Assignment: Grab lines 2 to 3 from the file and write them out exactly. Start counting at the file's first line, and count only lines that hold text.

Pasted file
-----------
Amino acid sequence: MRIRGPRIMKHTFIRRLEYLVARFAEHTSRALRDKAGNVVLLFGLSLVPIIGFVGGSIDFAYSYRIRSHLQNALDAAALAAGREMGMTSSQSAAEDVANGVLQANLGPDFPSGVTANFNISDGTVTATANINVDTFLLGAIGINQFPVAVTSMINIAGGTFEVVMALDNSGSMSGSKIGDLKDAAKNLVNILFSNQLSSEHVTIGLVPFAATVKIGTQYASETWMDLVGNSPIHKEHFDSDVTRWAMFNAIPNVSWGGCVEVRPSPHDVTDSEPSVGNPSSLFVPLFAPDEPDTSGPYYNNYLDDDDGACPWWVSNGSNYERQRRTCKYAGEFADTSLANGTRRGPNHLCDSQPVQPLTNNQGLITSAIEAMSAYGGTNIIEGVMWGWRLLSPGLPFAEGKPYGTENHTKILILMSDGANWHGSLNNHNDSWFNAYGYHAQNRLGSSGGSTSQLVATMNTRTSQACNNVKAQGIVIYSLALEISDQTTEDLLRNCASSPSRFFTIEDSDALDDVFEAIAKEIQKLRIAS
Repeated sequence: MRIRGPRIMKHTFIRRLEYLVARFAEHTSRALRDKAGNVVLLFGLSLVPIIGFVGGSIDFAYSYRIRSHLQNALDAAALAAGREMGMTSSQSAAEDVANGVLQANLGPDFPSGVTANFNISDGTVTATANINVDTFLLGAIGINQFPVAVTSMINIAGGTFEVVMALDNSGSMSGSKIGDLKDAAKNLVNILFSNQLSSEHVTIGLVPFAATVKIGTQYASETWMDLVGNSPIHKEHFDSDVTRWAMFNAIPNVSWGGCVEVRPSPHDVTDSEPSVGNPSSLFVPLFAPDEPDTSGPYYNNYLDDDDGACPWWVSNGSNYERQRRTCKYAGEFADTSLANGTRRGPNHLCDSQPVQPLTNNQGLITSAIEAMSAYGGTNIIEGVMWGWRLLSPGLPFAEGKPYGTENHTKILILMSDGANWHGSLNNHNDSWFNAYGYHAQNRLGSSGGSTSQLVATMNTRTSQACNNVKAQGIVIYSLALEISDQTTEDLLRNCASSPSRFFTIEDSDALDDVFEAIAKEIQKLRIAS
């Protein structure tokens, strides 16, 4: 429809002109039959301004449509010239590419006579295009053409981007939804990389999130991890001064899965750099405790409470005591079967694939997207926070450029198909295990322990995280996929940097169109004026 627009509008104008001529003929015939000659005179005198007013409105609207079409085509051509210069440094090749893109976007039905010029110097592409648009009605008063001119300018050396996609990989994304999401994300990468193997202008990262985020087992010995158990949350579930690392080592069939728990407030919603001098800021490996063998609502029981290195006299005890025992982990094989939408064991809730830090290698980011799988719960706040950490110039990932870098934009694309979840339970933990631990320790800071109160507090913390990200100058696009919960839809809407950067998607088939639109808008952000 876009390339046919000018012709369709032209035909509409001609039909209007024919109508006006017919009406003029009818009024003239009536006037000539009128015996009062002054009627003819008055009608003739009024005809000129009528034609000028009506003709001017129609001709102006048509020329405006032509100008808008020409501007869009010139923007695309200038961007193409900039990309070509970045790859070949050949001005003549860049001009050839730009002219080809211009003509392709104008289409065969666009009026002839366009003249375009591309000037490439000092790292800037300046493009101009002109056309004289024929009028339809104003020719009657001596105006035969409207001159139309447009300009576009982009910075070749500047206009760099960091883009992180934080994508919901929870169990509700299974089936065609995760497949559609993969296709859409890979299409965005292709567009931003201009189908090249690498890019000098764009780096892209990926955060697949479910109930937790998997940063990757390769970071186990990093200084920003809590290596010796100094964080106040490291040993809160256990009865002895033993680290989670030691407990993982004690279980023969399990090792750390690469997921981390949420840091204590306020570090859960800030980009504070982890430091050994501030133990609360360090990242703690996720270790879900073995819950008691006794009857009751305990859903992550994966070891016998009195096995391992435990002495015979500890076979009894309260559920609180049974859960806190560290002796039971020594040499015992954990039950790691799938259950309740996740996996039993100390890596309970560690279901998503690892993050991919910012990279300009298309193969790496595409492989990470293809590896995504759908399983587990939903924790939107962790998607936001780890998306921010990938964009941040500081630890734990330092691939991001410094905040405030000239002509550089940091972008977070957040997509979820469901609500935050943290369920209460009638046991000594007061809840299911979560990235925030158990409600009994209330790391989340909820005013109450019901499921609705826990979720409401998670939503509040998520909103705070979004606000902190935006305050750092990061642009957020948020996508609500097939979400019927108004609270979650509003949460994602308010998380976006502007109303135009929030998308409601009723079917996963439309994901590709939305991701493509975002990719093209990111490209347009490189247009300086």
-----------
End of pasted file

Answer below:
Repeated sequence: MRIRGPRIMKHTFIRRLEYLVARFAEHTSRALRDKAGNVVLLFGLSLVPIIGFVGGSIDFAYSYRIRSHLQNALDAAALAAGREMGMTSSQSAAEDVANGVLQANLGPDFPSGVTANFNISDGTVTATANINVDTFLLGAIGINQFPVAVTSMINIAGGTFEVVMALDNSGSMSGSKIGDLKDAAKNLVNILFSNQLSSEHVTIGLVPFAATVKIGTQYASETWMDLVGNSPIHKEHFDSDVTRWAMFNAIPNVSWGGCVEVRPSPHDVTDSEPSVGNPSSLFVPLFAPDEPDTSGPYYNNYLDDDDGACPWWVSNGSNYERQRRTCKYAGEFADTSLANGTRRGPNHLCDSQPVQPLTNNQGLITSAIEAMSAYGGTNIIEGVMWGWRLLSPGLPFAEGKPYGTENHTKILILMSDGANWHGSLNNHNDSWFNAYGYHAQNRLGSSGGSTSQLVATMNTRTSQACNNVKAQGIVIYSLALEISDQTTEDLLRNCASSPSRFFTIEDSDALDDVFEAIAKEIQKLRIAS
């Protein structure tokens, strides 16, 4: 429809002109039959301004449509010239590419006579295009053409981007939804990389999130991890001064899965750099405790409470005591079967694939997207926070450029198909295990322990995280996929940097169109004026 627009509008104008001529003929015939000659005179005198007013409105609207079409085509051509210069440094090749893109976007039905010029110097592409648009009605008063001119300018050396996609990989994304999401994300990468193997202008990262985020087992010995158990949350579930690392080592069939728990407030919603001098800021490996063998609502029981290195006299005890025992982990094989939408064991809730830090290698980011799988719960706040950490110039990932870098934009694309979840339970933990631990320790800071109160507090913390990200100058696009919960839809809407950067998607088939639109808008952000 876009390339046919000018012709369709032209035909509409001609039909209007024919109508006006017919009406003029009818009024003239009536006037000539009128015996009062002054009627003819008055009608003739009024005809000129009528034609000028009506003709001017129609001709102006048509020329405006032509100008808008020409501007869009010139923007695309200038961007193409900039990309070509970045790859070949050949001005003549860049001009050839730009002219080809211009003509392709104008289409065969666009009026002839366009003249375009591309000037490439000092790292800037300046493009101009002109056309004289024929009028339809104003020719009657001596105006035969409207001159139309447009300009576009982009910075070749500047206009760099960091883009992180934080994508919901929870169990509700299974089936065609995760497949559609993969296709859409890979299409965005292709567009931003201009189908090249690498890019000098764009780096892209990926955060697949479910109930937790998997940063990757390769970071186990990093200084920003809590290596010796100094964080106040490291040993809160256990009865002895033993680290989670030691407990993982004690279980023969399990090792750390690469997921981390949420840091204590306020570090859960800030980009504070982890430091050994501030133990609360360090990242703690996720270790879900073995819950008691006794009857009751305990859903992550994966070891016998009195096995391992435990002495015979500890076979009894309260559920609180049974859960806190560290002796039971020594040499015992954990039950790691799938259950309740996740996996039993100390890596309970560690279901998503690892993050991919910012990279300009298309193969790496595409492989990470293809590896995504759908399983587990939903924790939107962790998607936001780890998306921010990938964009941040500081630890734990330092691939991001410094905040405030000239002509550089940091972008977070957040997509979820469901609500935050943290369920209460009638046991000594007061809840299911979560990235925030158990409600009994209330790391989340909820005013109450019901499921609705826990979720409401998670939503509040998520909103705070979004606000902190935006305050750092990061642009957020948020996508609500097939979400019927108004609270979650509003949460994602308010998380976006502007109303135009929030998308409601009723079917996963439309994901590709939305991701493509975002990719093209990111490209347009490189247009300086």